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Anders Sörman-Nilsson on the future of finance

Idealog digital editor Ben Mack chats with futurist Anders Sörman-Nilsson about the future of how we pay for things - and what that could mean for our society.

The future of payments is here – or at least a future where cash, and even credit cards, are things of the past. And surprise, surprise: there’s data to back up such claims.

 According to the latest YouGov survey, commissioned by Visa, almost two-thirds (65 percent) of Kiwis say they’re likely to try out new ways of paying for goods and services. This growing appetite includes connected devices, with the same survey indicating the number of people willing to use an Internet of Things device, such as a car or fridge, to make payments has grown from 12 percent in September 2016 to 30 percent today.

The future of payments was the subject of a talk by futurist Anders Sörman-Nilsson in Auckland last month. Much of his talk focused on what the implications of technology might be - and how it could potentially improve our lives.

Marty Kerr, Visa’s country manager for New Zealand and the South Pacific, says whilst Visa doesn’t see the plastic credit cards disappearing any time soon, the rise in the number of people comfortable with the thought of new payment methods, such as connected devices, shows New Zealanders are ready to embrace the future of commerce. “The world of commerce continues to change at a frantic pace and the role of payments is evolving at equal speed, becoming increasingly invisible,” he says. “The results tell us Kiwi consumers are driving this shift by experimenting with new ways to pay for the things they need, want or enjoy. Almost half of those surveyed said the ability to leave the house with nothing more than their phone would make life easier, highlighting a keen desire for convenience and simplicity.”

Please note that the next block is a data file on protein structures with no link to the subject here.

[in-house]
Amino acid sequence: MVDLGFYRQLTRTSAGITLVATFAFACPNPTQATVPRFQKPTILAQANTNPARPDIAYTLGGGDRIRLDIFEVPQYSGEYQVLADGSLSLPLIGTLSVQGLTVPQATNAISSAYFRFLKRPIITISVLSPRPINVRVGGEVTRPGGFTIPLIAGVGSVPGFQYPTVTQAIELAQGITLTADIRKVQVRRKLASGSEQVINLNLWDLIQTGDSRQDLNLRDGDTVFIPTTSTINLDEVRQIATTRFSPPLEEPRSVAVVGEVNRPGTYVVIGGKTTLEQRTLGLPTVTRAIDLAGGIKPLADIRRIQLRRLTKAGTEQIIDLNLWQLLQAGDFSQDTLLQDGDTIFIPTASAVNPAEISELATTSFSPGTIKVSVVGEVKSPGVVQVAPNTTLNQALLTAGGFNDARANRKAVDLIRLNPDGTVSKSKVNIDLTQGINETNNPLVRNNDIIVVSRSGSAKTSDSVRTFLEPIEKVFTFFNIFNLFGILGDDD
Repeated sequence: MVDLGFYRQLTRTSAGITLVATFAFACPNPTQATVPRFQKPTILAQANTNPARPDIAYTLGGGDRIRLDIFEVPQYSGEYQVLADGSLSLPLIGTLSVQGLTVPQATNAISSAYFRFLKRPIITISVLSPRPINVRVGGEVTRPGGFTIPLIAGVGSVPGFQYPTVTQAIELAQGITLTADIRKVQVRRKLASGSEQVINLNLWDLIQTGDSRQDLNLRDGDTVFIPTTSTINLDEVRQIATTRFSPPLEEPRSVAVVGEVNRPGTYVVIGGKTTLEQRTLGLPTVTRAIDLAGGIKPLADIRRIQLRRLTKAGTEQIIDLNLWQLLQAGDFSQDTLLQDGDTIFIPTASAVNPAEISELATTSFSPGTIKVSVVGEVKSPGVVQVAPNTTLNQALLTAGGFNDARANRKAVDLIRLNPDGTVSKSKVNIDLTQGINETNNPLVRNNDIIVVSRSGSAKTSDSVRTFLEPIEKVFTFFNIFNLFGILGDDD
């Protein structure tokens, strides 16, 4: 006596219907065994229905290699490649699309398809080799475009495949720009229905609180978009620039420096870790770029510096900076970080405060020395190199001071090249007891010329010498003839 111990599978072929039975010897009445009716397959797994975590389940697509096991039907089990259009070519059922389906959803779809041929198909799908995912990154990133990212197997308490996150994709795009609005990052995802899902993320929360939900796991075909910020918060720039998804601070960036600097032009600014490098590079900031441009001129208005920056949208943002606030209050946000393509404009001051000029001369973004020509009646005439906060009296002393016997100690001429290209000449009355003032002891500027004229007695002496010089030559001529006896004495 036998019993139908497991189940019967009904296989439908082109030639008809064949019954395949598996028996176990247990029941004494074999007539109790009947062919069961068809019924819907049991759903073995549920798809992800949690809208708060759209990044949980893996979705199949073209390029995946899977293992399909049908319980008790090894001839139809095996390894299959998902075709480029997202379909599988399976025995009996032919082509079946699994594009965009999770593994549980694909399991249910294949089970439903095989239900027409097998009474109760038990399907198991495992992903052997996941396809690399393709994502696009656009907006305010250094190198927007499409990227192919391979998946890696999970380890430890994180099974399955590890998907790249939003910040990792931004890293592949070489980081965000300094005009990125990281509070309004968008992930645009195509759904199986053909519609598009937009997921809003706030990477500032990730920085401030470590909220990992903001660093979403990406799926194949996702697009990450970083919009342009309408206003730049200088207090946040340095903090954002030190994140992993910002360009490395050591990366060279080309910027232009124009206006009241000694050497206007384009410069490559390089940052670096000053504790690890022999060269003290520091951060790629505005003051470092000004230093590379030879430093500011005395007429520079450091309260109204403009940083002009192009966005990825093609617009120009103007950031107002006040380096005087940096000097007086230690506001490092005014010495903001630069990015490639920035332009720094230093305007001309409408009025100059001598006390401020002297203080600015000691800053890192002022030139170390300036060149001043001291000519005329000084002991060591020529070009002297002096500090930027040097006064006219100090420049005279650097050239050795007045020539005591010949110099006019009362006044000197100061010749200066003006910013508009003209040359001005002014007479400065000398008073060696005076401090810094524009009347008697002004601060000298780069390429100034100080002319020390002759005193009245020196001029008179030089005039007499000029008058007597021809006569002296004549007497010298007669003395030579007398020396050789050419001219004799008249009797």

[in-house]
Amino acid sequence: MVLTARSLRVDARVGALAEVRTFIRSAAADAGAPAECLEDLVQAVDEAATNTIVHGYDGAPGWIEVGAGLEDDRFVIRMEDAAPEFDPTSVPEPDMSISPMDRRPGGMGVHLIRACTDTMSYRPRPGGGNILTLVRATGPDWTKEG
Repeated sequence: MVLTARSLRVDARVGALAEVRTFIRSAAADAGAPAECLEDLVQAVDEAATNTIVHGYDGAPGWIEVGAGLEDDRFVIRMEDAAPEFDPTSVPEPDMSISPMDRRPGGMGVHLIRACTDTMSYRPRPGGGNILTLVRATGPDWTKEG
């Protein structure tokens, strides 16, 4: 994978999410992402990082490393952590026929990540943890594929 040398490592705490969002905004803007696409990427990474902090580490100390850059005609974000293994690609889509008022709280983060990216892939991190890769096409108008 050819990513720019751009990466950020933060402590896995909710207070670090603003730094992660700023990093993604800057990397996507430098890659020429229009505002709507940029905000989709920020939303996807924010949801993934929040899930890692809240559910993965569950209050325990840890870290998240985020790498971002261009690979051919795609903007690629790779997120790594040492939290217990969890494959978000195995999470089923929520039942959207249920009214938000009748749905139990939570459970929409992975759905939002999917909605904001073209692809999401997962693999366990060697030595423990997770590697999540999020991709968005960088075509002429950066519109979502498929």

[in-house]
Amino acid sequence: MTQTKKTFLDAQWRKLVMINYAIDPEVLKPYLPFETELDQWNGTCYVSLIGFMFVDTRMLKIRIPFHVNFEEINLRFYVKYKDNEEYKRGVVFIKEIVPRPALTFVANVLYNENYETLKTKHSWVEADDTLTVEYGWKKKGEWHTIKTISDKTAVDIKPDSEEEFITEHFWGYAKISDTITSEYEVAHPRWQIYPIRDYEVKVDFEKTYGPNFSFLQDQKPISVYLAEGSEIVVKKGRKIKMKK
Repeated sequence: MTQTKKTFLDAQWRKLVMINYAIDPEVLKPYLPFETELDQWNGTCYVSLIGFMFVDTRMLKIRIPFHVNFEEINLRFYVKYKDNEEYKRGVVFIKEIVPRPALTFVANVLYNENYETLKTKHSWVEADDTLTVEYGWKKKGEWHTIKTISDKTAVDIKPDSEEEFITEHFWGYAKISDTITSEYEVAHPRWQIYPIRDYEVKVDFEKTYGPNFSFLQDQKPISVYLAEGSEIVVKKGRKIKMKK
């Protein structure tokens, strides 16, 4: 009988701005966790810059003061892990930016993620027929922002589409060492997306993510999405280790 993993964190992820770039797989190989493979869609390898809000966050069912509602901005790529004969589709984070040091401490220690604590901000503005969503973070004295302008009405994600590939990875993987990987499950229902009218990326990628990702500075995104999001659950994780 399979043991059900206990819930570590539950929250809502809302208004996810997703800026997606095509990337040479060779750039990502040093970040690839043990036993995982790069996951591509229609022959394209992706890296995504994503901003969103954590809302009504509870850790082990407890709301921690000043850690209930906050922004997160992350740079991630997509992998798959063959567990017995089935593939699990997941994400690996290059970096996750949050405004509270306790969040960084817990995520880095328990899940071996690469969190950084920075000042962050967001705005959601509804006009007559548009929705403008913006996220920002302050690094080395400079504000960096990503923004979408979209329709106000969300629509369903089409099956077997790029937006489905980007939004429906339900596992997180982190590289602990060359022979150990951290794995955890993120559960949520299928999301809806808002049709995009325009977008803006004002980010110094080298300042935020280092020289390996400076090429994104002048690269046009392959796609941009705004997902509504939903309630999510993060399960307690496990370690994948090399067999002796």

Almost 80 percent of people surveyed said they would use their mobile for everyday purchases. A further 25 percent were likely to use a wearable device such as a smart watch. “The payments industry is at an inflection point: just like the music industry, where digital platforms have given consumers a simpler and better way to access their favourite music, we’re evolving to find simpler and better ways for consumers to pay,” says Kerr.

Yet in spite of this openness to new technologies, Kiwis are still somewhat skeptical about the use of artificial intelligence (AI) as a means of payment; 36 percent of the people surveyed said they understood AI is the (likely) future, but don’t yet feel ready for it. “When it comes to new forms of commerce, there are many great innovations coming through and we’re only starting to scratch the surface in terms of the role AI can and will play in the future,” says Kerr. “When we look at the attitudes of 18 – 35 year olds, who are going to be among the biggest users of these new technologies, it’s promising to see 29 percent say they’re ready or somewhat ready for the opportunities AI can bring. It’s going to be interesting to see that figure increase over time as consumers continue to influence technology development to meet their changing needs.”